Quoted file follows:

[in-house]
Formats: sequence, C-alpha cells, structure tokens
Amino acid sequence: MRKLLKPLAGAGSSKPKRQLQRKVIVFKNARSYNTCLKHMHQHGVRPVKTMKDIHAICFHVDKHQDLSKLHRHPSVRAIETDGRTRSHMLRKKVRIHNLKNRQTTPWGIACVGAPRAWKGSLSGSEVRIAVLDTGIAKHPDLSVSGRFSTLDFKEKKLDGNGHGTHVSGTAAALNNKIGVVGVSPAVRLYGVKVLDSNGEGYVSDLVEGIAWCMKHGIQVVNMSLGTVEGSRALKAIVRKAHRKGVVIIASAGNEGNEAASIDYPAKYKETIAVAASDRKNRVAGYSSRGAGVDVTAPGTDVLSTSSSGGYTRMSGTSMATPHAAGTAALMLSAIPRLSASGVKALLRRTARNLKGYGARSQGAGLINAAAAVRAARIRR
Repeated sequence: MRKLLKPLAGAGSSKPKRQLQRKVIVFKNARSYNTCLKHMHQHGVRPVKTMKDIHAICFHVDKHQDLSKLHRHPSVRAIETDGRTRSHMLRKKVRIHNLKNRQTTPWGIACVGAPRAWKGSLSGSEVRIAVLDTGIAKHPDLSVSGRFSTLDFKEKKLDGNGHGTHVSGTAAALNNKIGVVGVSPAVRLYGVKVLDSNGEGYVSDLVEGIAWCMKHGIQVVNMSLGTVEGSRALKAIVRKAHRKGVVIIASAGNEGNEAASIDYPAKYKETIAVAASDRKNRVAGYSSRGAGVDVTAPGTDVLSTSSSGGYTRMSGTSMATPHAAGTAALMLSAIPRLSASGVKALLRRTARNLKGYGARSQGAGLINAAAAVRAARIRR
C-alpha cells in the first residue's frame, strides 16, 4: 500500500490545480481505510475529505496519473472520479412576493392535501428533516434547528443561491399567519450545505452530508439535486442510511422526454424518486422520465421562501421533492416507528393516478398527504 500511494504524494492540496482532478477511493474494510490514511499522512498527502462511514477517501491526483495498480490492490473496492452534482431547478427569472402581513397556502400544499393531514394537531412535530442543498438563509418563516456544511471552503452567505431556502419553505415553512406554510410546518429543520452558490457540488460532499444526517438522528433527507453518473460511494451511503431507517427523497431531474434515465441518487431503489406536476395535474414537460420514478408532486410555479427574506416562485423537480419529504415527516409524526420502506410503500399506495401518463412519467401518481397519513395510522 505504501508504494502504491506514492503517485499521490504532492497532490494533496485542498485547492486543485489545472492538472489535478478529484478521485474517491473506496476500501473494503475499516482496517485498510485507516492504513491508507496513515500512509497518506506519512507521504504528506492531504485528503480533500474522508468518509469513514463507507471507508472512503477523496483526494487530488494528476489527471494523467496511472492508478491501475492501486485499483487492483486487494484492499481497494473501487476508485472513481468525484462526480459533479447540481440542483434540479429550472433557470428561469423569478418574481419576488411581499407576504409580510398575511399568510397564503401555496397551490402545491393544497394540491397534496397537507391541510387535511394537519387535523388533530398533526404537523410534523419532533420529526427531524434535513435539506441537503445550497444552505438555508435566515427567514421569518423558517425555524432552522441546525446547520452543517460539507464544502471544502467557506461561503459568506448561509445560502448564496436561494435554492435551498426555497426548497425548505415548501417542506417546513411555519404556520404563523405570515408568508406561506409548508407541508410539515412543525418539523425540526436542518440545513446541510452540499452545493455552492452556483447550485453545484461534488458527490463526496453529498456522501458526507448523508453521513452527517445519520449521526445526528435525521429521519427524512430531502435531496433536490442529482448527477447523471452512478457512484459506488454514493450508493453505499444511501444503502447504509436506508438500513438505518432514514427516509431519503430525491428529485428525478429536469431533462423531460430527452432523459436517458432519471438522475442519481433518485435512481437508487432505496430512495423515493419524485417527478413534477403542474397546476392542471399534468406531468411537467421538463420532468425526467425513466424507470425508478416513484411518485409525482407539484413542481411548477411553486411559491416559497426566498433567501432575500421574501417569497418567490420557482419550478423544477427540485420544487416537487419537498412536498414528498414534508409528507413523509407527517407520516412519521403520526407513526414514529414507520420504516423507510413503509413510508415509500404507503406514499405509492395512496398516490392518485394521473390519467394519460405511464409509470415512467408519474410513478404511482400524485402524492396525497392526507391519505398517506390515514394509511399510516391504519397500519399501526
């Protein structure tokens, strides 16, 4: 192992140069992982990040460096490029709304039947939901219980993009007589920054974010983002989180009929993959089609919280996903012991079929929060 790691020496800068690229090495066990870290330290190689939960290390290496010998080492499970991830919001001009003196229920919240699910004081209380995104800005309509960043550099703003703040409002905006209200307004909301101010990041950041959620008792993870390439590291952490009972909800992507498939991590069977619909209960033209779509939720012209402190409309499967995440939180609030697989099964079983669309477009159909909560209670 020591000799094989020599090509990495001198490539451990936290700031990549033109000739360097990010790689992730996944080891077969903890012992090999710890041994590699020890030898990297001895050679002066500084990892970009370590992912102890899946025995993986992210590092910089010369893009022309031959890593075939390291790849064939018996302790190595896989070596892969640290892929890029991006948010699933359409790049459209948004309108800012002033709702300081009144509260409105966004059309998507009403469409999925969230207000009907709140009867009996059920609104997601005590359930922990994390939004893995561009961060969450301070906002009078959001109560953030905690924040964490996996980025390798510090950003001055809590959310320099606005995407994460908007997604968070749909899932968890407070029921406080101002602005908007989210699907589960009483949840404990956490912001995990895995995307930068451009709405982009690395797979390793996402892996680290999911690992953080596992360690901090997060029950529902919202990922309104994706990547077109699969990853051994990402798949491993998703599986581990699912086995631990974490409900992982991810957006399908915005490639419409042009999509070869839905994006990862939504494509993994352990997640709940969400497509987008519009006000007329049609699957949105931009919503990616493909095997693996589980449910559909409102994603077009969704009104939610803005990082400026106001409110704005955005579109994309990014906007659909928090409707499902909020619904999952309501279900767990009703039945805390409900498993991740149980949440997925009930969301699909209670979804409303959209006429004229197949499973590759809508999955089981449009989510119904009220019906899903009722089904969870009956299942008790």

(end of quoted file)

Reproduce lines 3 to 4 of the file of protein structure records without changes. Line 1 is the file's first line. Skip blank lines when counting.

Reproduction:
Amino acid sequence: MRKLLKPLAGAGSSKPKRQLQRKVIVFKNARSYNTCLKHMHQHGVRPVKTMKDIHAICFHVDKHQDLSKLHRHPSVRAIETDGRTRSHMLRKKVRIHNLKNRQTTPWGIACVGAPRAWKGSLSGSEVRIAVLDTGIAKHPDLSVSGRFSTLDFKEKKLDGNGHGTHVSGTAAALNNKIGVVGVSPAVRLYGVKVLDSNGEGYVSDLVEGIAWCMKHGIQVVNMSLGTVEGSRALKAIVRKAHRKGVVIIASAGNEGNEAASIDYPAKYKETIAVAASDRKNRVAGYSSRGAGVDVTAPGTDVLSTSSSGGYTRMSGTSMATPHAAGTAALMLSAIPRLSASGVKALLRRTARNLKGYGARSQGAGLINAAAAVRAARIRR
Repeated sequence: MRKLLKPLAGAGSSKPKRQLQRKVIVFKNARSYNTCLKHMHQHGVRPVKTMKDIHAICFHVDKHQDLSKLHRHPSVRAIETDGRTRSHMLRKKVRIHNLKNRQTTPWGIACVGAPRAWKGSLSGSEVRIAVLDTGIAKHPDLSVSGRFSTLDFKEKKLDGNGHGTHVSGTAAALNNKIGVVGVSPAVRLYGVKVLDSNGEGYVSDLVEGIAWCMKHGIQVVNMSLGTVEGSRALKAIVRKAHRKGVVIIASAGNEGNEAASIDYPAKYKETIAVAASDRKNRVAGYSSRGAGVDVTAPGTDVLSTSSSGGYTRMSGTSMATPHAAGTAALMLSAIPRLSASGVKALLRRTARNLKGYGARSQGAGLINAAAAVRAARIRR